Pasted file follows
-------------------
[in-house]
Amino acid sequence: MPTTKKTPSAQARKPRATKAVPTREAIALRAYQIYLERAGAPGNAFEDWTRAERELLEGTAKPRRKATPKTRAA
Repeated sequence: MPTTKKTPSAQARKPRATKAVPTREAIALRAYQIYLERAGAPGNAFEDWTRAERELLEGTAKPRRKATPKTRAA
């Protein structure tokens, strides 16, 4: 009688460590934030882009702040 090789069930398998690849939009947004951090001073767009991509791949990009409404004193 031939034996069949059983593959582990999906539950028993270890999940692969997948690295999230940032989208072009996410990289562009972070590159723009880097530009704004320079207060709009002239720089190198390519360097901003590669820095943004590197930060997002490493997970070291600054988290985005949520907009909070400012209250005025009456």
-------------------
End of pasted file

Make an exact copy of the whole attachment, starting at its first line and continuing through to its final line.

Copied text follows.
[in-house]
Amino acid sequence: MPTTKKTPSAQARKPRATKAVPTREAIALRAYQIYLERAGAPGNAFEDWTRAERELLEGTAKPRRKATPKTRAA
Repeated sequence: MPTTKKTPSAQARKPRATKAVPTREAIALRAYQIYLERAGAPGNAFEDWTRAERELLEGTAKPRRKATPKTRAA
């Protein structure tokens, strides 16, 4: 009688460590934030882009702040 090789069930398998690849939009947004951090001073767009991509791949990009409404004193 031939034996069949059983593959582990999906539950028993270890999940692969997948690295999230940032989208072009996410990289562009972070590159723009880097530009704004320079207060709009002239720089190198390519360097901003590669820095943004590197930060997002490493997970070291600054988290985005949520907009909070400012209250005025009456």